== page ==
Madison Guerilla Cookies take 1
1 cup Seeds or NutsStep 1: I made John's recipe with only one significant modification that might have affected shape or texture: no baking soda. I was careful to mix the dough in a way that did not incorporate air.
2 cups plain granola, no fruit
1 cup whole grain rolled oats
1 cup raisins
1 cup whole wheat flour
1 cup turbinado sugar
1/4 cup dry milk powder
1/4 tsp baking soda
1/4 tsp cinnamon
1/2 cup milk
1/4 cup molasses
2 tbsp honey
2 tbsp salted butter
1 cup sunflower, canola, or rice bran oil
Mix all dry ingredients including raisins in food processor but don't totally pulverize.
Mix well all wet ingredients in stand mixer with paddle blade. Start with egg and end with the oil. Add dry ingredients to stand mixer with wet ingredients. Mix well and let stand for a few minutes to 36 hours. (The granola and oats need some time to soften a bit)
When ready to bake, place about two tablespoons for each cookie on cookie sheets and flatten slightly. Bake for about 10 minutes (overdone gets too hard in a hurry after cooling)
The chopped walnuts worked just fine for the visual little white dots.
Frustration: the first time I made John's recipe, it produced the pancake shape I'm aiming for. This time I followed the same recipe, I get taller, rounder cookies:
(They weren't overdone; that's just the lighting.) I'm blaming the granola. The first time I made John's recipe, I used granola that had big chunks, and the second time I used a granola that was more uniformly finer grained. Two cups of the first kind probably contained less fiber and bulk. I wish our custom was to write recipes using weight rather than volume. I can't help but think it'd be more reliable. Fannie Farmer, you know I love you, but I wish you'd had a scale.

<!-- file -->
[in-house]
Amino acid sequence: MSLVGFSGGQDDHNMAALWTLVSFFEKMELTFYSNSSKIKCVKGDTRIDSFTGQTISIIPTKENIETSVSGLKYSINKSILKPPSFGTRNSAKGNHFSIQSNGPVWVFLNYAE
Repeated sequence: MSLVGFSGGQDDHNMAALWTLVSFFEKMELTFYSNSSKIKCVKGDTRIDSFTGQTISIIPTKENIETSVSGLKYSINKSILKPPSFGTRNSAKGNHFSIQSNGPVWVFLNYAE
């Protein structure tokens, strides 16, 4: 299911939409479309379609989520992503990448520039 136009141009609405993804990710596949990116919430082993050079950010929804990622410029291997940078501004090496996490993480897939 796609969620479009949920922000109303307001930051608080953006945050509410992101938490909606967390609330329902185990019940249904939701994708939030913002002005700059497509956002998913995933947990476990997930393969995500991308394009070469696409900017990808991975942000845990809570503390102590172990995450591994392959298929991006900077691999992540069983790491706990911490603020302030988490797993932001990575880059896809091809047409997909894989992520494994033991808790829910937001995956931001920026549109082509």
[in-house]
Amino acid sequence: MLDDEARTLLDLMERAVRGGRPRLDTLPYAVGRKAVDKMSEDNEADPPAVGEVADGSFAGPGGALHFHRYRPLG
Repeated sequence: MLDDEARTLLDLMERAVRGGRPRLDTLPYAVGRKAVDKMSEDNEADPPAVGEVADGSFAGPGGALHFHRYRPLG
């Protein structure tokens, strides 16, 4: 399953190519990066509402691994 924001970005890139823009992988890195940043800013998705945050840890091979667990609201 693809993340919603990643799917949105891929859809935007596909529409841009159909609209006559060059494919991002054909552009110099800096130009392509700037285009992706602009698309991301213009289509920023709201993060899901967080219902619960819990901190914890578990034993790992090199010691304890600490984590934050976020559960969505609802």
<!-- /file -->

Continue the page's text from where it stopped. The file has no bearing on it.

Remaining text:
I'm sticking to my suspicion that the original guerrilla cookie recipe did not rely on commercial or ready-made granola.
I made more alterations that would affect the taste. I toasted the oats, walnuts, and sunflower seeds, and doubled the cinnamon and I added a full teaspoon of salt. On top of the sweetness in the basic recipe, those additions made a cookie that is (I know this is silly) too flavorful. Call me obsessed, but I still want to recreate the original guerrilla as closely as we can, and then we can declare victory and choose whether to make a close-to-original guerrilla cookie or something sweeter and spicier.
Step 2: So, I started playing around with the remaining dough. I added one more egg (hoping for the sheen and chewiness), a splash of milk (to flatten it out) and some wheat germ (to cut the sweetness with more earthy, grainy flavor.)
Step 3: I added even more milk and egg:
All of those cookies were fine. Just fine. We could stop now and have a cookie that is closer to the guerrilla than anything I've put in my mouth for 25 years. But this has come too far: I still want to see if I can recreate a cookie that makes me say, "Yes! This is the guerrilla cookie of my youth!"I want to figure out how to make it without prepared granola; I still want to get them just a little stickier (these don't cling together when stacked); a little less sweetness, more grain flavor, more chewiness, and that slightly, occasionally crunchy edge. I also want to carry a few around in a backpack for eight hours and see what happens.
And I'm still curious about what figs would do to the taste.